BEITBRIDGE’s relentless sun is well-known, so is the government’s lack of attention to its workers.
BY OWN CORRESPONDENT
Civil servants’ salaries are low and the pay days are unpredictable.
When the workers are finally paid, accessing the money is a tall order, with long winding queues at every bank.
However, the government never misses an opportunity for new cars for its numerous Cabinet ministers and their deputies at a time ordinary civil servants are made to work without the basic tools of their trade, among them service vehicles.
Most government departments involved in community work, including district administrators, do not have vehicles to carry out their duties.
The same applies to agricultural extension workers, which often leads to dereliction of duty by the affected workers.
But this is not so for Beitbridge agricultural extension worker, Nester Praise Humire, who religiously trudges a 12km radius under the scorching sun on foot, as she seeks to impart valuable modern farming techniques to more than 200 farmers under her care.
Humire is based at Joko Primary School and has no motorcycle, nor a bicycle, but is driven around by her zeal to excel in her work.
She has won the hearts of the people she serves in Klein Begin village 2, about 50km north of Beitbridge town.
NewsDay met her on one of her happiest days, when Herbert Zhou, a farmer in her operational area, hosted fellow farmers for a field day.
Sponsored by a non-governmental organisation, Caritas Masvingo, the day was meant to show other farmers how to take good care of animals, such as cattle, goats, sheep, donkeys, dogs and chickens.
Caritas is encouraging farmers to manage small stocks like goats that have a superior nutritional value.
Humire found herself in the thick of things.
“I am so happy, I feel proud, I love my work,” she said, punctuating her sentence with a broad smile.
Humire, together with these farmers, have taken a giant leap to improve the size of goats in Beitbridge through cross-breeding in Matabeleland South and Zimbabwe as a whole.
Zhou, a resettled farmer, spent R34 000 in importing Boer goats from South Africa for cross breeding.
Boer goats are a breed developed in South Africa in the early 1900s for meat production.
Their name is derived from the Afrikaans word boer, meaning farmer. Boer goats are a popular breed for meat.
Under Humire’s watchful eye, Zhou has started cross-breeding Boer goats with the local ones to produce even bigger offsprings.
“I advise him, just like all others, on how to take good care of their livestock. We have to move away from traditional farming methods and go commercial. I am on that journey with them,” she said.
“We are not experimenting, it has been done before. We are just implementing, but we will make a mark.”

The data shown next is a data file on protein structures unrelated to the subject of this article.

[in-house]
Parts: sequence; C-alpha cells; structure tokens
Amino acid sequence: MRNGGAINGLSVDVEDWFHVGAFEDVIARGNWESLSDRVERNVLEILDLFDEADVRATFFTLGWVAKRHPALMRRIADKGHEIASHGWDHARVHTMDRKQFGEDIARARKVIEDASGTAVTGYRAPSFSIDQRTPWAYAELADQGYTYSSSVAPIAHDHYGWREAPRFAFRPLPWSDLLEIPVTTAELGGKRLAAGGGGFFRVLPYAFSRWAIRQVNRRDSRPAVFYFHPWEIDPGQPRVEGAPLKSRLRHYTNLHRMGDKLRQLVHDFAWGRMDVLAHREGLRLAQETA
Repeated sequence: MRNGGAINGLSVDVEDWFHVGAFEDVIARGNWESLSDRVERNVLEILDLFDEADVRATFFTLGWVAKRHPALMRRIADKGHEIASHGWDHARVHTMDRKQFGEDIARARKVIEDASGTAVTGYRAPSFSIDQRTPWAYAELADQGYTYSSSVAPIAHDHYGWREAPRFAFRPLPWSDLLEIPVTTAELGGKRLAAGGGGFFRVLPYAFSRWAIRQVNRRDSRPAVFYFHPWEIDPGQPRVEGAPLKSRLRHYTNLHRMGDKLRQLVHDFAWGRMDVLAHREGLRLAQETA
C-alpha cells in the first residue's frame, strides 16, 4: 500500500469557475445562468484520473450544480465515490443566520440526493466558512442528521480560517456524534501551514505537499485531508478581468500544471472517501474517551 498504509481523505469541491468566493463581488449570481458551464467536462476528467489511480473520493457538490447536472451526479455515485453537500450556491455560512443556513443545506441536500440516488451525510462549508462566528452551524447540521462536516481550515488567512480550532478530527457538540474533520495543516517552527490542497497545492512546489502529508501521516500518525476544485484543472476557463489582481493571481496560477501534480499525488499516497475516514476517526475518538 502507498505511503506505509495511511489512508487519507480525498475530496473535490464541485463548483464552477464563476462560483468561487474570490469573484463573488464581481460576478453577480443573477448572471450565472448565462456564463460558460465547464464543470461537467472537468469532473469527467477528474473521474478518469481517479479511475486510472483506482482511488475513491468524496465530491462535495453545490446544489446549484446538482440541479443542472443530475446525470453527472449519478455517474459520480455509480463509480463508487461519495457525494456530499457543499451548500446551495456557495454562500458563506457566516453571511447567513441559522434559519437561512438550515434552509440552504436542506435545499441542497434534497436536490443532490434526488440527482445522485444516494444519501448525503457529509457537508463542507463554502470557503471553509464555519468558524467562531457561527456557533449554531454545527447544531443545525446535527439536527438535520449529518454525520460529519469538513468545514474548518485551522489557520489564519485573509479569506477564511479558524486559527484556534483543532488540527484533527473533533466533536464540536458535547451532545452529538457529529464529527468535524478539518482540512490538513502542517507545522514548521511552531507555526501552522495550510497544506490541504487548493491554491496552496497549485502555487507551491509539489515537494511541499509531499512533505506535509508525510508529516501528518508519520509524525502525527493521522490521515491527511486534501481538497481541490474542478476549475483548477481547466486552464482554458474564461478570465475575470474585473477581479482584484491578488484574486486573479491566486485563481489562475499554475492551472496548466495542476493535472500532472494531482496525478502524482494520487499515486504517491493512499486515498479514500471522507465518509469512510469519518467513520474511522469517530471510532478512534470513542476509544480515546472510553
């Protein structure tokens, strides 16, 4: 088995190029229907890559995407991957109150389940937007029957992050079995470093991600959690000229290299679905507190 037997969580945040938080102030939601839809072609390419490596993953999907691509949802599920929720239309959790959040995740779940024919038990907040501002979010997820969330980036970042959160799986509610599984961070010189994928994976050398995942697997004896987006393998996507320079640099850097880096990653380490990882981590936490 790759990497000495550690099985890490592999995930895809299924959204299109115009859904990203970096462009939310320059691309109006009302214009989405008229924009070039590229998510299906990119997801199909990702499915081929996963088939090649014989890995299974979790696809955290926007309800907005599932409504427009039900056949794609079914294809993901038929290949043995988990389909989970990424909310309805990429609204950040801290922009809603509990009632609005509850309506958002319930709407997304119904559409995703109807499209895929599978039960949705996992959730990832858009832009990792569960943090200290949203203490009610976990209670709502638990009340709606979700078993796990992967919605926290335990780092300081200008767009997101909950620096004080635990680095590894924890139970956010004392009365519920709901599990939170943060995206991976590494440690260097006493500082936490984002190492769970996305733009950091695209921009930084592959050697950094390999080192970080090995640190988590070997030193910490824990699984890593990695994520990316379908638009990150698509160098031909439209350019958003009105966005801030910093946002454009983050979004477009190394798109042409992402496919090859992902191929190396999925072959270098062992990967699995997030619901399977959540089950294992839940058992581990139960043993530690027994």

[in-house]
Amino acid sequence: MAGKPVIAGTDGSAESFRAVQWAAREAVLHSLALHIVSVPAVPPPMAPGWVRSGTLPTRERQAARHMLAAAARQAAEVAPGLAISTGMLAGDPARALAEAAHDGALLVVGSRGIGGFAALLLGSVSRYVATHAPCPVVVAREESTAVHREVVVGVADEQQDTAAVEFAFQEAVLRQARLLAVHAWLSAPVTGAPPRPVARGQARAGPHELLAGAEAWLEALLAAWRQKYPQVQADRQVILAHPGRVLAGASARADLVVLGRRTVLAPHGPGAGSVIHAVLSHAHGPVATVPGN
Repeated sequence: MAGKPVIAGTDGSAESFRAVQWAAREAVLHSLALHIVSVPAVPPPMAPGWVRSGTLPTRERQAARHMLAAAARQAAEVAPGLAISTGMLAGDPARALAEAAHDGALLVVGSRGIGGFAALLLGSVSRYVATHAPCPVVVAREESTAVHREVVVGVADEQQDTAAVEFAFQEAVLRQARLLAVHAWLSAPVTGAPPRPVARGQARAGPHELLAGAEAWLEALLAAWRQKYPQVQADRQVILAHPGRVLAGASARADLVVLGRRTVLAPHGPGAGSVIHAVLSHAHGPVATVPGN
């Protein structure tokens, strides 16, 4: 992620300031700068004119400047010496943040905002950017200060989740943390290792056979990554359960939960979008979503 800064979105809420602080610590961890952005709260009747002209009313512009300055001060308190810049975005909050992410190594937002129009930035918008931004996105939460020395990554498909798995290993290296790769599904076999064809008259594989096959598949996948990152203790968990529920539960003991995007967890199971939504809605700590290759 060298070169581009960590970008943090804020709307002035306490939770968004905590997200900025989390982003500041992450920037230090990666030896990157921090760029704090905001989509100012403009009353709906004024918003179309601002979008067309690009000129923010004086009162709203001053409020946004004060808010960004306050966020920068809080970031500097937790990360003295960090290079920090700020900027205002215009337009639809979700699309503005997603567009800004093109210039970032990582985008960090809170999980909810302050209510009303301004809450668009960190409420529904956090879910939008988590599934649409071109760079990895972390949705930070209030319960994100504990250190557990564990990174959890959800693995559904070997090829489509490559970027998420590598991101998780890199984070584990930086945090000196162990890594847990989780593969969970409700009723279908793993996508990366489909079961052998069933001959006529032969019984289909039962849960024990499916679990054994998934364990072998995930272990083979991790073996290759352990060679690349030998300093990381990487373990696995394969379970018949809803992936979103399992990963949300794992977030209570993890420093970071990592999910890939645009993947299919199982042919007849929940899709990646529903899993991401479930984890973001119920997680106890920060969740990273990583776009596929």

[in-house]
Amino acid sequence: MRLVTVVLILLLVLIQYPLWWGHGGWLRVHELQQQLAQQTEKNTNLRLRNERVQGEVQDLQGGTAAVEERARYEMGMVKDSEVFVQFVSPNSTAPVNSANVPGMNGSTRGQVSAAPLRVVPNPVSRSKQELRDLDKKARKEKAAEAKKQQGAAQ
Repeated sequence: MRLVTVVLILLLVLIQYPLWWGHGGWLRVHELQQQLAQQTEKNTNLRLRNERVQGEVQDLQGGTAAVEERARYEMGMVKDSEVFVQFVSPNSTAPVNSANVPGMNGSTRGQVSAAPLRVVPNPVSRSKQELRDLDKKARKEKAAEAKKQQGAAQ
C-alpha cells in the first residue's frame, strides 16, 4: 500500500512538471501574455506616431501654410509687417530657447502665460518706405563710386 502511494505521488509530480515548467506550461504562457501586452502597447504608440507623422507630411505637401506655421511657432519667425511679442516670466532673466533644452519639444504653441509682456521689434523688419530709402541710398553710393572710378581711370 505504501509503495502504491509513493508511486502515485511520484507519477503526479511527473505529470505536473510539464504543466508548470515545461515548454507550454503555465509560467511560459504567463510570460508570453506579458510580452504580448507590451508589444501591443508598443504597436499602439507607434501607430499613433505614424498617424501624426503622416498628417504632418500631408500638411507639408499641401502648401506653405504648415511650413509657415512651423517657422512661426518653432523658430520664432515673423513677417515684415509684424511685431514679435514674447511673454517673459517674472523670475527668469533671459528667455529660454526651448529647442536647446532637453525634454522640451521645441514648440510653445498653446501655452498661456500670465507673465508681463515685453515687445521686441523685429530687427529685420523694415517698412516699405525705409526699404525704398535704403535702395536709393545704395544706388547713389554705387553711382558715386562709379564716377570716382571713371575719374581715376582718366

Zhou said: “Yes, we will change the size of goats in this district and eventually, the whole province. She is helping us and we are happy to be with her.”
Zhou donates or barter trades cross-bred rams with farmers near him.
If all farmers have these bigger rams, the journey to changing the size of goats is achieved faster, he says.
With knowledge from other international breeders and daily advice from Humire, Zhou says he is getting there.
His goat paddocks have a “maternity ward”, where animals on heat are kept for the rams to work.
They call the rams “seed”.
On the field day, Zhou shared his success story with other farmers and the visitors invited, as Humire stood close to him, so she could quickly jump in where technical knowledge was required.
“And I share with her this success story because of her guidance,” Zhou, who showed visitors close to 40 offspring of his cross-breeding venture, said.
On his A2 plot, Zhou, who has a great vision, has 60 head of cattle, 150 goats, an unknown number of rural chicken and shepherd dogs which live in the kraal with goats.
Zhou, who used to be a shipping agent, but later opted for farming, says with the expert advice from Humire and other farmers, the sky is the limit.
Born in Rusape 41 years ago, Humire joined Agritex in 2010 after training at Kushinga Phikelela outside Marondera.
In 2012, she was transferred to the livestock section and moved to Joko, where she is now.
A natural team leader, Humire says her mind is only focused on doing a great job.
“I am only short of transport and, at times, I have to hire donkey-drawn carts to reach my farmers,” she said.
“I am not discouraged by anything, I love my job.”
As she spoke, women sitting in the tent burst into a song in her praise and she jumped to join them.
“What do we do for Humire should we carry her on our backs?,” the farmers sang.
A rare civil servant, Humire, like many other extension workers, would succeed to make Zimbabwe regain its bread basket status, if government and other stakeholders take note of grassroots farming.
“We want her to stay here and we will realise our dreams with her,” one of the farmers said.
“The government must provide her with transport. If we had the capacity, we would buy her something. She is a valuable human asset in our envisaged migration to commercial farming.”